Monday, March 2, 2009
The WHY of Sacrifice
My ten-year-old is giving up chocolate for Lent.
“What are you giving up?” she asks me.
“Stuff I don’t need.”
“But isn’t that easy? If you don’t need it, how is that a sacrifice?”
“Well, for me it’s hard to do. And I get to turn it into almsgiving, as well.”
I love it when I can kill two birds with one stone. Prayer, fasting, almsgiving: those make three. If I pray while I am sorting through my belongings, I have them all covered.
Where does the temptation come in? There is temptation to keep stuff; to be lazy; to let it gather in the garage rather than put it in the car and take it to its destination; to not do it one day because I exceeded my minimum goal of ridding my house of one cubic foot of material goods the previous day. (I remember that it matters not what we did for Christ yesterday; He holds us accountable for what we did today.)
In the long run, I and my family will benefit from this Lenten activity. My house is losing weight, so to speak.
That brings up a question I have long had about Lenten fasting. Considering the well-established fact that the majority of American adults are trying to lose weight, I think it must be a thought in the back of their minds that, in giving up candy, snacks, desserts, and meat, they might just lose weight by Easter.
And, if that thought is present, is it wrong?
I had never seen this answer addressed until recently. While reviewing blogs for Catholic Mothers Online, I came across another blogger who held that it is wrong to fast with the motivation of losing weight.
And I suddenly realized that I really disagreed with this conclusion.
I think back to the day I quit smoking. I became a casual smoker in college, and never really thought it was very bad for me. I would not have quit for myself. The day I found out I was pregnant with my first daughter, I quit. Does the fact that this decision was good for me detract from the positive motivation of doing something good for my unborn baby? I don’t think so.
Two years later, a few weeks after the birth of our second daughter, my husband quit. He was a serious smoker, at two packs a day. He was still healthy and had no motivation to quit. However, the day the state tax increased the cost of a pack to $4 (January, 1999), he realized he had to quit for the financial good of the family. He quit cold turkey, and hasn’t slipped once. Again, someone who was giving up something for someone else and benefitted by his own well-being.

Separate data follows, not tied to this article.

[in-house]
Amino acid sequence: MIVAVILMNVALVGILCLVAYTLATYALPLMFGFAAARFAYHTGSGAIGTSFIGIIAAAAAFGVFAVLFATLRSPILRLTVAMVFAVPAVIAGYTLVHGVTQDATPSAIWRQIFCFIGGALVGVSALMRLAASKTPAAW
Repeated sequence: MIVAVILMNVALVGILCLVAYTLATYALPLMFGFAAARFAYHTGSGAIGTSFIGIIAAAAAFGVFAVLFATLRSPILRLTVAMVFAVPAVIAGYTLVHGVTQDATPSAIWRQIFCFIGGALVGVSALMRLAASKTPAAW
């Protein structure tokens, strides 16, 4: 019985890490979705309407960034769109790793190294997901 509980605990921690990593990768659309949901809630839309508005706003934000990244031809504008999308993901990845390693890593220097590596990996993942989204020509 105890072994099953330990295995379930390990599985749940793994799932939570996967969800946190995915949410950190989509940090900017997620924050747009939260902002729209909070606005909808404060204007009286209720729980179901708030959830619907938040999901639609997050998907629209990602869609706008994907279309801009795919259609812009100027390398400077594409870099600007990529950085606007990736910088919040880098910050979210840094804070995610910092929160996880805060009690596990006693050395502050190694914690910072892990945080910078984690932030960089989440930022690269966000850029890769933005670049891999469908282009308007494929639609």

As temples of the Holy Spirit, we are commanded to take care of our bodies. When we knowingly fill those temples with things that are not good for us, we are falling prey to the weakness of sin. Year round, God wants us to take care of our bodies. If it takes a sacrifice to God to make it finally happen, I believe He is pleased. If we make that a lasting change, it is even better.
I read that Gwyneth Paltrow regularly goes on cleansing fasts of a minimum of ten days, during which she consumes nothing but water, lemon juice, and cayenne pepper. That would be a fast with the prime motivation of losing weight – and one which most of us would not be capable of holding up to. Now, losing weight or quitting smoking should not be the only motivation in our fasts, but the fact that it is difficult and we are willing to do it for God, while offering up our suffering in prayer, I believe makes it an acceptable Lenten sacrifice.
“But, even if I am poured out as a libation upon the sacrificial service of your faith, I rejoice and share my joy with all of you.”
Landscape with the Temptation of Christ, Joos de Momper, 1564
Also posted at St. Blog’s The Divine Gift of Motherhood.